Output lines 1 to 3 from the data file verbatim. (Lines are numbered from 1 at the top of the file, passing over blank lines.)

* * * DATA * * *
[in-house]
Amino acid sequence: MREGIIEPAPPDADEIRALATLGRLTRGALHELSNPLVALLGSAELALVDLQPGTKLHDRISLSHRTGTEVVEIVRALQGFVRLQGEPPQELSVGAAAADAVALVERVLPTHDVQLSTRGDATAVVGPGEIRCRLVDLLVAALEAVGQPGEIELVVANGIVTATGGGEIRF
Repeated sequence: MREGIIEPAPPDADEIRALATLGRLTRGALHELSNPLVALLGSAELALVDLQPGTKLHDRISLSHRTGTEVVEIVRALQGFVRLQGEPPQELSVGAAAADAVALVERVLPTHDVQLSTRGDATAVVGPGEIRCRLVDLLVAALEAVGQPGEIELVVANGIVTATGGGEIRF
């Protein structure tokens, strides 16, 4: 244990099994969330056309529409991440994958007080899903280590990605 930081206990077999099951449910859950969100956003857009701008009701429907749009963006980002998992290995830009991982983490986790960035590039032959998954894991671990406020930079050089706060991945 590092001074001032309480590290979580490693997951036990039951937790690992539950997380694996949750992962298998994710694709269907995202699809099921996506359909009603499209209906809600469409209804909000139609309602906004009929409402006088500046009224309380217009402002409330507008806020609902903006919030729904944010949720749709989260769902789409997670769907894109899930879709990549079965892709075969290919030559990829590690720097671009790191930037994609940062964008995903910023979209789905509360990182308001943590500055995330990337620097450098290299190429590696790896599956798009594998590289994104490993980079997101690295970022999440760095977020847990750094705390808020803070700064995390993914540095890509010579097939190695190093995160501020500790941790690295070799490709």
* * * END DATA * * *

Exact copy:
[in-house]
Amino acid sequence: MREGIIEPAPPDADEIRALATLGRLTRGALHELSNPLVALLGSAELALVDLQPGTKLHDRISLSHRTGTEVVEIVRALQGFVRLQGEPPQELSVGAAAADAVALVERVLPTHDVQLSTRGDATAVVGPGEIRCRLVDLLVAALEAVGQPGEIELVVANGIVTATGGGEIRF
Repeated sequence: MREGIIEPAPPDADEIRALATLGRLTRGALHELSNPLVALLGSAELALVDLQPGTKLHDRISLSHRTGTEVVEIVRALQGFVRLQGEPPQELSVGAAAADAVALVERVLPTHDVQLSTRGDATAVVGPGEIRCRLVDLLVAALEAVGQPGEIELVVANGIVTATGGGEIRF